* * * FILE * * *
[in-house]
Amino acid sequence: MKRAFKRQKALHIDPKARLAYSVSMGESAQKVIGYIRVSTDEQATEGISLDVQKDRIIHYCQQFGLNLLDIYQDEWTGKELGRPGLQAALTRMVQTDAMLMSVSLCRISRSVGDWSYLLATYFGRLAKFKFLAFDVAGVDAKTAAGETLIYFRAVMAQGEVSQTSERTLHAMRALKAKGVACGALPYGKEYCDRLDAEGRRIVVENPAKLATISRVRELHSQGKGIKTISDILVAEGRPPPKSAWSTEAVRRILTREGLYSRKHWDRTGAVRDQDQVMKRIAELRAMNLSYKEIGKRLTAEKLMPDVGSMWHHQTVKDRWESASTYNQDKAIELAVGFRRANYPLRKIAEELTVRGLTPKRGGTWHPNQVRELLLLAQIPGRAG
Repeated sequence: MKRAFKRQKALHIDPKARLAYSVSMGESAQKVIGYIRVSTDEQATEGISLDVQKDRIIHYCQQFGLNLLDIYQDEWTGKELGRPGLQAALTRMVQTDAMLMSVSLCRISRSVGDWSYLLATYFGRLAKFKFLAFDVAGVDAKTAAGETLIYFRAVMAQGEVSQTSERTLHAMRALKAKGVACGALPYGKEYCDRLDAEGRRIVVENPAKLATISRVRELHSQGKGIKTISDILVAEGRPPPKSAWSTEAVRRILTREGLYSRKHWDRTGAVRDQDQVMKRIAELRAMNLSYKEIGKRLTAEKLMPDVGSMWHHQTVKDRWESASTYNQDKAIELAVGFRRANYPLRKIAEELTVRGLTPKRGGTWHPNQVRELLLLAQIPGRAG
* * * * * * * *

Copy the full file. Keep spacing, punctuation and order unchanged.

[in-house]
Amino acid sequence: MKRAFKRQKALHIDPKARLAYSVSMGESAQKVIGYIRVSTDEQATEGISLDVQKDRIIHYCQQFGLNLLDIYQDEWTGKELGRPGLQAALTRMVQTDAMLMSVSLCRISRSVGDWSYLLATYFGRLAKFKFLAFDVAGVDAKTAAGETLIYFRAVMAQGEVSQTSERTLHAMRALKAKGVACGALPYGKEYCDRLDAEGRRIVVENPAKLATISRVRELHSQGKGIKTISDILVAEGRPPPKSAWSTEAVRRILTREGLYSRKHWDRTGAVRDQDQVMKRIAELRAMNLSYKEIGKRLTAEKLMPDVGSMWHHQTVKDRWESASTYNQDKAIELAVGFRRANYPLRKIAEELTVRGLTPKRGGTWHPNQVRELLLLAQIPGRAG
Repeated sequence: MKRAFKRQKALHIDPKARLAYSVSMGESAQKVIGYIRVSTDEQATEGISLDVQKDRIIHYCQQFGLNLLDIYQDEWTGKELGRPGLQAALTRMVQTDAMLMSVSLCRISRSVGDWSYLLATYFGRLAKFKFLAFDVAGVDAKTAAGETLIYFRAVMAQGEVSQTSERTLHAMRALKAKGVACGALPYGKEYCDRLDAEGRRIVVENPAKLATISRVRELHSQGKGIKTISDILVAEGRPPPKSAWSTEAVRRILTREGLYSRKHWDRTGAVRDQDQVMKRIAELRAMNLSYKEIGKRLTAEKLMPDVGSMWHHQTVKDRWESASTYNQDKAIELAVGFRRANYPLRKIAEELTVRGLTPKRGGTWHPNQVRELLLLAQIPGRAG